Great post! I’ve done my best thinking of movies that doesn’t see the female lead end up in marriage – or mourning the loss of her true love. I think ‘Mona Lisa smile’ fits the bill, and Mary Poppins. :o)

  9. Samara

    I’m chiming in late here, but chiming in nonetheless…

    I wholeheartedly agree with Kai that having the wedding as the ending is foolish. It makes the wedding look like the finish line when it’s really the starting block…

    I love the movie Elizabeth for this reason—a strong ending for a woman who declares she’ll be single all her life. There is romance in this movie for the main character but ultimately the biopic heroine decides that it’s best for her and her country that she doesn’t marry.

    As soon as she becomes queen all of her advisors tell her she has to marry otherwise there’s no hope for her reign: “Madame, until you marry and produce an heir you will find no security.”

    At the end of the movie she walks up to the guy who said the above quote and says, “Observe Lord Burghley” [shows him her left hand] “I am married to England.”

    While I’m sure there’s plenty of poetic license in the movie, I have read that Queen Elizabeth I said that often, “I am married to England.”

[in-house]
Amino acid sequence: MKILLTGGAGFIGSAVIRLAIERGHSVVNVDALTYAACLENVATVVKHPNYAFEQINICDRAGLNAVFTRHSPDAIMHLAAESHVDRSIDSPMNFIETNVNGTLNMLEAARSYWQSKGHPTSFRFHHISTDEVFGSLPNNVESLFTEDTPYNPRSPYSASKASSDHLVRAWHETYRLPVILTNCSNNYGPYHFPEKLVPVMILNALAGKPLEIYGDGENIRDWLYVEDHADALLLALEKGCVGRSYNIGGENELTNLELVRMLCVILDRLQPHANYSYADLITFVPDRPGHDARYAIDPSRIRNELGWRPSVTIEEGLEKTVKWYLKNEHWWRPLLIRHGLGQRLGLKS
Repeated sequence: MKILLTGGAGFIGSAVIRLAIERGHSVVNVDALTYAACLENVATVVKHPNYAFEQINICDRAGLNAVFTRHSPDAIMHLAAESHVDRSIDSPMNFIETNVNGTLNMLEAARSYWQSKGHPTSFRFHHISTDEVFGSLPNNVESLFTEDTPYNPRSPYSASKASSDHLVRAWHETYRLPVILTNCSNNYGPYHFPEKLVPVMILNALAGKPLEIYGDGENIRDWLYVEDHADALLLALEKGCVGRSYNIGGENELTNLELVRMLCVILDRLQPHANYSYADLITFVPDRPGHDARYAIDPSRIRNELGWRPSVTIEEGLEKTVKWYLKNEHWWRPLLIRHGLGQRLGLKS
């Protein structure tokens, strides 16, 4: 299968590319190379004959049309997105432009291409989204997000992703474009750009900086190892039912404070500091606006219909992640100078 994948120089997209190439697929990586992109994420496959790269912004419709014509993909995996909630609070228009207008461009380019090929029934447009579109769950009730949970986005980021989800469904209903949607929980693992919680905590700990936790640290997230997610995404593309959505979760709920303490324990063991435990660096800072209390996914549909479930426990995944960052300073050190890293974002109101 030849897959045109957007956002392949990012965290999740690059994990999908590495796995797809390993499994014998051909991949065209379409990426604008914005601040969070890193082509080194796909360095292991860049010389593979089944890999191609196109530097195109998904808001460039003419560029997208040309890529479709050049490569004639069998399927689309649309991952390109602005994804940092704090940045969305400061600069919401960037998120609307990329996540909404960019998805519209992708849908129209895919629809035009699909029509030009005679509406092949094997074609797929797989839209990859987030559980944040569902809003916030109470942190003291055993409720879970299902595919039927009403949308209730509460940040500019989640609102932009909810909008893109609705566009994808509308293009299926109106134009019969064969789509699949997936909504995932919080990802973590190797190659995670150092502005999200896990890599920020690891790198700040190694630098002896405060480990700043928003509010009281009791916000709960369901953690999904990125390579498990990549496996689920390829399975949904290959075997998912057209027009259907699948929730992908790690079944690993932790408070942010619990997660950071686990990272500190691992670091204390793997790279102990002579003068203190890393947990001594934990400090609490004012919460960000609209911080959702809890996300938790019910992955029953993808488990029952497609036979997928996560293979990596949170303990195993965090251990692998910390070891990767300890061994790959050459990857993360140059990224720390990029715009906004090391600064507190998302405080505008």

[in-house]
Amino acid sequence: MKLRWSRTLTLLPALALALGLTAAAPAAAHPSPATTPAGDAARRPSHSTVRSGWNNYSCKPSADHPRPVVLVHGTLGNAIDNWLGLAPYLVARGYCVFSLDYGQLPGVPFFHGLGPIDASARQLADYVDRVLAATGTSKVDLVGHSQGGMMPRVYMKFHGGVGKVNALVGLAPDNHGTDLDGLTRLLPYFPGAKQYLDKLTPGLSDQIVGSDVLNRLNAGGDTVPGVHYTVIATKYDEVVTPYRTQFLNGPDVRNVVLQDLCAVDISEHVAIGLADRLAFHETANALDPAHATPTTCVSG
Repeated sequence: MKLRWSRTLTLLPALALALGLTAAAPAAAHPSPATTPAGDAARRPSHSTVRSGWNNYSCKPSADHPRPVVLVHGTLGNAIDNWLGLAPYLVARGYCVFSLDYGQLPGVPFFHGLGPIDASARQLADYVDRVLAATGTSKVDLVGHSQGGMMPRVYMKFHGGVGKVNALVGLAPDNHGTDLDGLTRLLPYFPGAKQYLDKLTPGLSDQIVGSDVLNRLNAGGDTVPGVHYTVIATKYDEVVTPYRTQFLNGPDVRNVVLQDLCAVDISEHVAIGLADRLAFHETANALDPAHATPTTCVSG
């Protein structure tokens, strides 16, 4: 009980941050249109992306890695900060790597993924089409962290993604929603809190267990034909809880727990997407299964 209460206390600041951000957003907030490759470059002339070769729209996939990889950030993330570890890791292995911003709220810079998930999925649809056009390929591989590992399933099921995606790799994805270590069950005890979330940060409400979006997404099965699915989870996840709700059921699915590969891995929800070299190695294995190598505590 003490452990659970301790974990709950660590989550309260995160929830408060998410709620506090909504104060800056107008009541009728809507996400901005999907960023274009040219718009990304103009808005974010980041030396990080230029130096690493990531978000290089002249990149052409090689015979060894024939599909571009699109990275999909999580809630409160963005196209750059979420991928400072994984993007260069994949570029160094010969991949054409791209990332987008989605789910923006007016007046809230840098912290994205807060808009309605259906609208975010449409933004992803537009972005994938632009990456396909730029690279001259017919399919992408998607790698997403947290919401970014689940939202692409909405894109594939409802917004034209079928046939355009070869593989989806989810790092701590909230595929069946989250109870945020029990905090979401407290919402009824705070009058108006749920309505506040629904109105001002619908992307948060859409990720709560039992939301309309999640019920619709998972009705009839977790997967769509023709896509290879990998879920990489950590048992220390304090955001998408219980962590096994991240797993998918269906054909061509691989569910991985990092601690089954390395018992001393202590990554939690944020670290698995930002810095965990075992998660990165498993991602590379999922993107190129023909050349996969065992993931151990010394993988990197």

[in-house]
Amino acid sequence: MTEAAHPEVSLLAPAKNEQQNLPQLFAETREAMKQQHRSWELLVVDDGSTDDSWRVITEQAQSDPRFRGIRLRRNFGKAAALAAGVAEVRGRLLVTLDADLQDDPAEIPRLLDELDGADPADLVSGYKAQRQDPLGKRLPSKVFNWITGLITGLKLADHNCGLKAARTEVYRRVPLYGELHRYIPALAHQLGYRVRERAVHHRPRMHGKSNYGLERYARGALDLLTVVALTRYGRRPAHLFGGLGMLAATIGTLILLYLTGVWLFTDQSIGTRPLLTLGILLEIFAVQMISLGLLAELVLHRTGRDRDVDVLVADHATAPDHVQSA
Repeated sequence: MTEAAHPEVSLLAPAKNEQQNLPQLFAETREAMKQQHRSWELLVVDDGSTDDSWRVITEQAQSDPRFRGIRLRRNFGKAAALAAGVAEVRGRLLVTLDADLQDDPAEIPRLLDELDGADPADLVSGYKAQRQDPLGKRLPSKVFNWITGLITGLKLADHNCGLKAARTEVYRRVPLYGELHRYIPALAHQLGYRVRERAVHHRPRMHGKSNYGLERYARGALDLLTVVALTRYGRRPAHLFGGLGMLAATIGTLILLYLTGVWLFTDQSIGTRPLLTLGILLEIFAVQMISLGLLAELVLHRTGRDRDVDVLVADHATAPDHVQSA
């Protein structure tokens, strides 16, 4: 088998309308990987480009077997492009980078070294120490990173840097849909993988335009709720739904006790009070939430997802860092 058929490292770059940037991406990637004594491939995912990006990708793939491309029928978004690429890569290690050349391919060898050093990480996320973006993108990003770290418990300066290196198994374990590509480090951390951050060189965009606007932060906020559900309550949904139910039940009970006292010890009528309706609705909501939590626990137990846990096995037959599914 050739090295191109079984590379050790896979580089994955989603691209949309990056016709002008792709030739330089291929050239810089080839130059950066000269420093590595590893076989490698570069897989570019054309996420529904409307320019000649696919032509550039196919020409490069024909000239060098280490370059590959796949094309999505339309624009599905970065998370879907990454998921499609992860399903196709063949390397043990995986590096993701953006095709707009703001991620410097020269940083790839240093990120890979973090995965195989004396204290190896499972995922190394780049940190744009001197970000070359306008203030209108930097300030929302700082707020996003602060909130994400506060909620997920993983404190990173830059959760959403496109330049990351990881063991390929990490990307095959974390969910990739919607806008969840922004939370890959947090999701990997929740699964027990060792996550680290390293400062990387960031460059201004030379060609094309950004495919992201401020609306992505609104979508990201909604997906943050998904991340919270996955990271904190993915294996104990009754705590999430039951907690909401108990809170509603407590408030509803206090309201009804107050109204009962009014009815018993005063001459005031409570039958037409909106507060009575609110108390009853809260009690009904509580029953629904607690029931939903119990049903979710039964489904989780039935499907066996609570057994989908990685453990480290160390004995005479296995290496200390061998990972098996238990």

10. Paula White

    I am posting this late. My apologies.

    Don’t get me wrong. I enjoy a great romance story like anyone else. And I have great respect for the books that were mentioned.

    However, romances are 50% of publishing sales and the publishing industry knows this.

    As a direct result, you will see this ending very often. It is something to consider.


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Hi! I’m Sasha

Executive and Life Coach on a mission to help women connect with their bodies to pursue their truest desires in the bedroom and the world.

Author of Quirkyalone: A Manifesto for Uncompromising Romantics (HarperCollins) + To-Do List: From Buying Milk to Finding a Soul Mate, What Our Lists Reveal About Us (Simon & Schuster).

At work on a memoir called Wet, about adventures in healing through sensuality.